What is the Point of Going to Japan?

Why would a person want to travel to a country that is so expensive, difficult to navigate and a potential radiation threat? The usual comforts of food are represented by symbols, people look at you strangely as if you’ve landed from outer space and you feel like a giant, although you’re average height at ‘home’.

What does it mean to have a home and to be from somewhere? Does this origin set out how you should behave, a palette for food, a physical appearance or a sense of purpose?

Japan is grueling and perplexing, a cacophony of neon lights and noise, young girls dressing up in school and the ‘salary men’ in their armor of white shirts and man bags descending into the underground when darkness falls and the work is done.

But Tokyo is not what you would expect from a major city. It has 12 million people, but it feels like the safest place I’ve ever been. How can a society create and control this, when one can visit a socialist city like Vancouver and venture to the wrong street and feel petrified.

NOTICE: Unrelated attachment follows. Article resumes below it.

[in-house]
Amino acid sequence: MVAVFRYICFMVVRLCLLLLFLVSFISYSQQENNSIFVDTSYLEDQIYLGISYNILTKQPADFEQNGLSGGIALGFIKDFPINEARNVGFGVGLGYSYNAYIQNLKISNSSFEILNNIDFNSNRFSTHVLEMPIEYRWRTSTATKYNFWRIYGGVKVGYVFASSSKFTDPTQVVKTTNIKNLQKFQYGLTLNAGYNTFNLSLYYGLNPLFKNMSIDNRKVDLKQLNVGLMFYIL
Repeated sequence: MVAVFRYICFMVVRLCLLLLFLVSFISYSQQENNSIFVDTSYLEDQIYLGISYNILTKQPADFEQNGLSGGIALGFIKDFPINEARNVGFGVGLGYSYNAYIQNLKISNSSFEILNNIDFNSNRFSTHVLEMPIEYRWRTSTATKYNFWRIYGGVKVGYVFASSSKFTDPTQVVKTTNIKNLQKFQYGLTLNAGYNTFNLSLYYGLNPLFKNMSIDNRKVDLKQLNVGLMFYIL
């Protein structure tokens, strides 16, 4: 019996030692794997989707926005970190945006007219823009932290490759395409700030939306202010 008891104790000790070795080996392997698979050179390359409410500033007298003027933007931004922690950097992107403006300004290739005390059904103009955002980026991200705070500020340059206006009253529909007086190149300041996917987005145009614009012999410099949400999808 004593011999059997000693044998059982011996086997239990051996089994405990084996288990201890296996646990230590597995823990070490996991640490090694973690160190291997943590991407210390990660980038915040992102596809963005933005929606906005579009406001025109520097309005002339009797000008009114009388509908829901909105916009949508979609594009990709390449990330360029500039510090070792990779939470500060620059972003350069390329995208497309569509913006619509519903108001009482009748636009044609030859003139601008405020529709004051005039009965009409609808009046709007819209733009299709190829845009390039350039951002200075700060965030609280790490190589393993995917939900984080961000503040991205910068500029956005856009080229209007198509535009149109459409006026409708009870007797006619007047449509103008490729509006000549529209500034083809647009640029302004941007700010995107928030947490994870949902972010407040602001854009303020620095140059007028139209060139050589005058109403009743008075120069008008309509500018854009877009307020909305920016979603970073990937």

I wonder is Japanese rigor and discipline admirable or frightening? If a society has this kind of control, what does it repress? Where is the outlet for human wickedness? Is it better to think of human misdemeanors secretly in ones own mind?

Why travel to Japan when you’re packed like sardines into a train carriage, but one also has the opportunity to travel to almost every unique corner and foothold of the country. Would an Americans except being lumped together or would the desire for independence and freedom trump the advantages of travelling as a group. But is this uniquely an American trait or a human desire to be master of one’s destiny?

My home is an island on the west coast of Europe, I can’t travel for a long distance without seeing the horizon, the context has shaped who I am, always pursing what’s beyond it. America is an expansive bountiful landscape for the pioneer and the ‘brave’.

So, why am I travelling in Japan, to understand its nuances, its cohesiveness, i’s obedience, its quietness and ponder if the individual’s desires will begin to emerge from the ‘group understanding’?

About Gemma Ginty

Service Designer // Architect // Strategist // Interested in cities, interactions and the ephemeral
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